Piper’s article noted that while proponents “celebrated” the new monument, “they acknowledge immense challenges to come.” Josh Ewing, executive director of Friends of Cedar Mesa, and its board chair Vaughan Hadenfeldt acknowledged that dramatically increased visitation could damage or destroy the very antiquities they hoped the monument would protect.
According to the Salt Lake Tribune story, “Should tourists arrive by the busload to check “Bears Ears ruin” off their list of Utah wonders, some sites may simply
need to be ‘sacrificed,’ said Hadenfeldt and Ewing.
“…Hadenfeldt yearns for a coordinated information campaign. Now, he said, maps at the Bluff Fort Visitors Center identify places to find pottery shards, and front desk employees at some Bluff hotels are eager to share directions to their favorite spots. ‘It’s probably not a good idea,’ he said.”
‘FCM’…THE TRUE FOUNDERS OF BEARS EARS NM?
Friends of Cedar Mesa (FCM) and Josh Ewing have been an integral part of the monument process and have been the voice for other environmental groups since efforts to create a “Greater Canyonlands National Monument” were abandoned in 2013 and support shifted to Bears Ears. Significant financial support to promote and market the monument came from organizations like the Conservation Lands Foundation (which contributed to FCM) and the outdoor industry giant Patagonia.That company, in fact, funded a promotional documentary film about the monument called, “Defined by the Line: A Film About the Fight to Protect Bears Ears,” featuring Ewing.
The film’s producer/director, Fitz Cahall, was interviewed by Climbing.com in 2015 and offered some insights not heard by most mainstream environmentalists. While organizations like SUWA and the Grand Canyon Trust insist that the Bears Ears monument idea originated with Utah Dine’ Bikeyah, Cahall, who worked closely with Ewing to produce “Defined by the Line,” offered a different opinion on the monument’s origins.
“…we found someone in our bigger climbing community who had a really cool story, someone who fit exactly that idea: Josh Ewing. He’s a super-passionate climber, and he’s been doing it for a long time.”
“…he went to work for an advertising agency as head of corporate communications and messaging. He had this pretty high-powered job but was still really passionate about climbing.”
“He moved down to Bluff, Utah, which is basically one of the quietest places you could possibly be. Definitely not a lot there!”
“…there were people in the community who started a group called Friends of Cedar Mesa, a loose volunteer organization. They came to Josh because they realized that this town of 200 people just added a guy who spent 10 years in corporate communications and working in politics, and they needed someone to help spearhead this effort to stave off oil and gas. And he thought, ‘Why not? Maybe this is what I was meant to do with my life.'”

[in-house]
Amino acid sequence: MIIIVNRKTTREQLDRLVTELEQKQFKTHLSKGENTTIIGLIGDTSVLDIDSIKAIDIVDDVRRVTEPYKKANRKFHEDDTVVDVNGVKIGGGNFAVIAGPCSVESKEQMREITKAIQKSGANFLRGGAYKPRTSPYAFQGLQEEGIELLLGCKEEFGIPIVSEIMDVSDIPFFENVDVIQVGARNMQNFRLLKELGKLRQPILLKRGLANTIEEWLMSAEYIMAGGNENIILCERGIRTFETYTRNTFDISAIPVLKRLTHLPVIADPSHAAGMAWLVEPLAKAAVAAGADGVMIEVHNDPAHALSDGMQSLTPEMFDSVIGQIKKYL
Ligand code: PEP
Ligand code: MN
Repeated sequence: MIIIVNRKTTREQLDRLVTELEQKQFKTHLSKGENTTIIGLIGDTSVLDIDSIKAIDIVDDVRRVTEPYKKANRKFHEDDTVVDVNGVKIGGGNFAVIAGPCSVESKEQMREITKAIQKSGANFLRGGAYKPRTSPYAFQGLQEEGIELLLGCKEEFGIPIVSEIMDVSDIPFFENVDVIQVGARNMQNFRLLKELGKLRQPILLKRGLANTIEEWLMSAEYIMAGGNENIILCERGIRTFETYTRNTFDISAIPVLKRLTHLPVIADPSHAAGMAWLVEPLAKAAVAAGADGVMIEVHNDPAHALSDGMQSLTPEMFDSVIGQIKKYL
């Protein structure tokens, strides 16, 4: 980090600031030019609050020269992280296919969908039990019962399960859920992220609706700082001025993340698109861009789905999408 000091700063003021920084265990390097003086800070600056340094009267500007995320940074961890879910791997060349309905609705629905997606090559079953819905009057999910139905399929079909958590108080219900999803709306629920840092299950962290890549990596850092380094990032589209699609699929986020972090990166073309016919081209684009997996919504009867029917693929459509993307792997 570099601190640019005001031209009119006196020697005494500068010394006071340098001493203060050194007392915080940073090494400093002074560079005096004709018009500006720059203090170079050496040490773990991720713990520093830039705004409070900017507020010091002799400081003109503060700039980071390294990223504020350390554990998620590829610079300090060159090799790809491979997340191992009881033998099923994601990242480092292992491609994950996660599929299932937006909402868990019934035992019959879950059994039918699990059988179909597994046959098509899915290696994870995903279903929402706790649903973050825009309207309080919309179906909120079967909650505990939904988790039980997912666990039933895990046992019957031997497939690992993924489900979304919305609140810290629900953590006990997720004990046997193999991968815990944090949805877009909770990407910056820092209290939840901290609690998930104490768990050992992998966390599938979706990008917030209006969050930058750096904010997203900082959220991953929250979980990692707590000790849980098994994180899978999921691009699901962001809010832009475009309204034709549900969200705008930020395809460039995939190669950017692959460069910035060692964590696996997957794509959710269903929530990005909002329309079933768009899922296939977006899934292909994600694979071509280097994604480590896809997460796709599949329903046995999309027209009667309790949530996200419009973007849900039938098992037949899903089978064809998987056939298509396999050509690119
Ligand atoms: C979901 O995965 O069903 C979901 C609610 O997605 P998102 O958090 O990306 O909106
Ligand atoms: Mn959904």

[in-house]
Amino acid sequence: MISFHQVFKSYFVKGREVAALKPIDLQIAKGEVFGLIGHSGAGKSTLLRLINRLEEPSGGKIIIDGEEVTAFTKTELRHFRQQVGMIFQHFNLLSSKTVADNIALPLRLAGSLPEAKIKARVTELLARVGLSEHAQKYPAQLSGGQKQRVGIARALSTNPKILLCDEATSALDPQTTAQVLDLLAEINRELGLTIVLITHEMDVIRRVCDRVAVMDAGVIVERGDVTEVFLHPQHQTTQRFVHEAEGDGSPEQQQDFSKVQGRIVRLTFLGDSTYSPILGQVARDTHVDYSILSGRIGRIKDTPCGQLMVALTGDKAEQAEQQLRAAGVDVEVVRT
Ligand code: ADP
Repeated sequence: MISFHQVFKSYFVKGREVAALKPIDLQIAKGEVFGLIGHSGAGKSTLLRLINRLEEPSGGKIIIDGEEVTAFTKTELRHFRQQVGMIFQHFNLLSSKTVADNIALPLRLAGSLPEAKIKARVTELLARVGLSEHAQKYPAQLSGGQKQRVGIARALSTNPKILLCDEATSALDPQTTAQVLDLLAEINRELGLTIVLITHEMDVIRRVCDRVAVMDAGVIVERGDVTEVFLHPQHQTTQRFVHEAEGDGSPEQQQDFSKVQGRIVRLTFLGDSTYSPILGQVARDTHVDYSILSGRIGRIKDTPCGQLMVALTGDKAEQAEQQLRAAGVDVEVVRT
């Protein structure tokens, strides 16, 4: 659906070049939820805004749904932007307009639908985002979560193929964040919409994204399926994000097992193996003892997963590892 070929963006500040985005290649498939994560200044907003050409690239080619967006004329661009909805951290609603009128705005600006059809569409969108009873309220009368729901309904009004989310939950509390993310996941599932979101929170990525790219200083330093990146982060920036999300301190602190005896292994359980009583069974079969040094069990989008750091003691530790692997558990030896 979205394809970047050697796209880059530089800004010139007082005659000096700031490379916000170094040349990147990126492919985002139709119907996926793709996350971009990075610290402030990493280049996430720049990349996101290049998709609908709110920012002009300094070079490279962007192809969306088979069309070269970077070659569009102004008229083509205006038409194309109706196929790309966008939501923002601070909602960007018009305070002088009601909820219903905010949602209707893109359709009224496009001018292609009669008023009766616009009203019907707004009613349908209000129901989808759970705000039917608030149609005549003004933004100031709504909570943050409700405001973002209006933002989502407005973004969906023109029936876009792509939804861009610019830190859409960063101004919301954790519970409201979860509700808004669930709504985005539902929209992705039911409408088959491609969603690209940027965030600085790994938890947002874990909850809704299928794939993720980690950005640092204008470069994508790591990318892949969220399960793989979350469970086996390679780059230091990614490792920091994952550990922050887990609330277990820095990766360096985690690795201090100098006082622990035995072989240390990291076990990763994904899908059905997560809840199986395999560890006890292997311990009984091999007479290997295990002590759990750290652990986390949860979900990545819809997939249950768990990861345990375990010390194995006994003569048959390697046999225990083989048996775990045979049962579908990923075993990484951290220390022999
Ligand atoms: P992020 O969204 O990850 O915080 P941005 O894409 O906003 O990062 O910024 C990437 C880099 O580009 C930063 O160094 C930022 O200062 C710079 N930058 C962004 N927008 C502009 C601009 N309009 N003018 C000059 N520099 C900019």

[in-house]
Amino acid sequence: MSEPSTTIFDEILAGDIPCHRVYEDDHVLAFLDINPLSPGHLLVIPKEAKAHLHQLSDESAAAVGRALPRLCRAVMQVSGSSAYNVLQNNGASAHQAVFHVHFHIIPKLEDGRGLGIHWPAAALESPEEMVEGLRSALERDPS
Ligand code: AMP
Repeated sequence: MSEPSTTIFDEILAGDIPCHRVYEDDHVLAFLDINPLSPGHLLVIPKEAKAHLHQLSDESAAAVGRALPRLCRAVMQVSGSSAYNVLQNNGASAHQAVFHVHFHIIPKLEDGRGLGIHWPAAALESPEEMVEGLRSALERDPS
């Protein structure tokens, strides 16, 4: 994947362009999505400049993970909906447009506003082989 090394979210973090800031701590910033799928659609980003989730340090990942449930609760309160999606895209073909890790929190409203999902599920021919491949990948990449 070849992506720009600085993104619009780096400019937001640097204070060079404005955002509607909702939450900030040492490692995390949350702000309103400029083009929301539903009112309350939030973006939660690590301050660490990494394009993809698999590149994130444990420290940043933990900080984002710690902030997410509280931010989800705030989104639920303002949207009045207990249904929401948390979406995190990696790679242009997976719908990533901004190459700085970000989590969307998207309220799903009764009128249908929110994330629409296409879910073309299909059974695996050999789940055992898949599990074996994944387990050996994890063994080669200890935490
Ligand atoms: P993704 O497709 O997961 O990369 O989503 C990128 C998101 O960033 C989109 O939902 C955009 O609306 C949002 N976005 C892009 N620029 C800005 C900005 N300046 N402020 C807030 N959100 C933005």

“And he came up with this idea of wanting permanent protection for Cedar Mesa. He crafted a monument proposal for President Obama to consider as he leaves the White House at the end of his term…So Josh and the Friends of Cedar Mesa are hoping to get that chunk of land protected permanently….The last few months have been incredible. Originally the proposal was to save 200,000 acres, and it was just Cedar Mesa. Now, because of the coalition Josh has built, it has 1.9 million acres.” (emphasis added)
“There are four or five Native American tribes involved. There are several local organizations that have banded together with Friends of Cedar Mesa. And there are bigger national conservation organizations supporting this.”
Fitz Cahall added, “if you’re into adventure climbing and new-routing, I mean, this whole area of Cedar
Mesa is so ripe…”
“In October 2014, a group of people sat around a table and discussed their campaign to bring a monument designation to southeast Utah for the region they called Bears Ears.
“This wasn’t a group of Native American tribal leaders from the Four Corners, but board members from an increasingly successful conservation organization (The Conservation Lands Foundation–CLF) who met in San Francisco to discuss, among other things, if it was wise to ‘hitch our success to the Navajo.’”
O’Donohue noted that, “… the campaign is fueled in part with $20 million in donations from two key philanthropic foundations headquartered in California — the Hewlett and Packard foundations — that cite environmental protections as a key focus for the grants they award” It has also been reported that the Leonardo DiCaprio Foundation has recently contributed $15.6 million in grants for environmental causes, including Utah Dine’ Bikeyah and its Bears Ears Monument campaign.
So..does Bears Ears NM owe its existence to Utah Dine’ Bikeyah? Or to the Conservation Lands Foundation and its mega-wealthy board of directors? To Josh Ewing? We may never know. But it’s very important, especially for Native Americans who supported the monument, based on the information that was provided to them, to read the proclamation.
AND RE: THOSE SITLA LANDS
And then there are those pesky SITLA lands. When the federal government claimed ownership of the West’s lands, part of the deal was that they gave a certain number of parcels per township to the states. In Utah, those lands are administered by the State Institutional Trust Lands Administration (SITLA) Its mandate by law is to make those lands generate funds for the state schools. For much of its existence, SITLA revenues were not always significant; many were used by local ranchers as affordable grazing allotments. The grazing practices on many of those sections were often sub-standard, but at least the lands remained open. When possible, SITAL used state lands to exploit the energy industry. That’s where the revenues came from.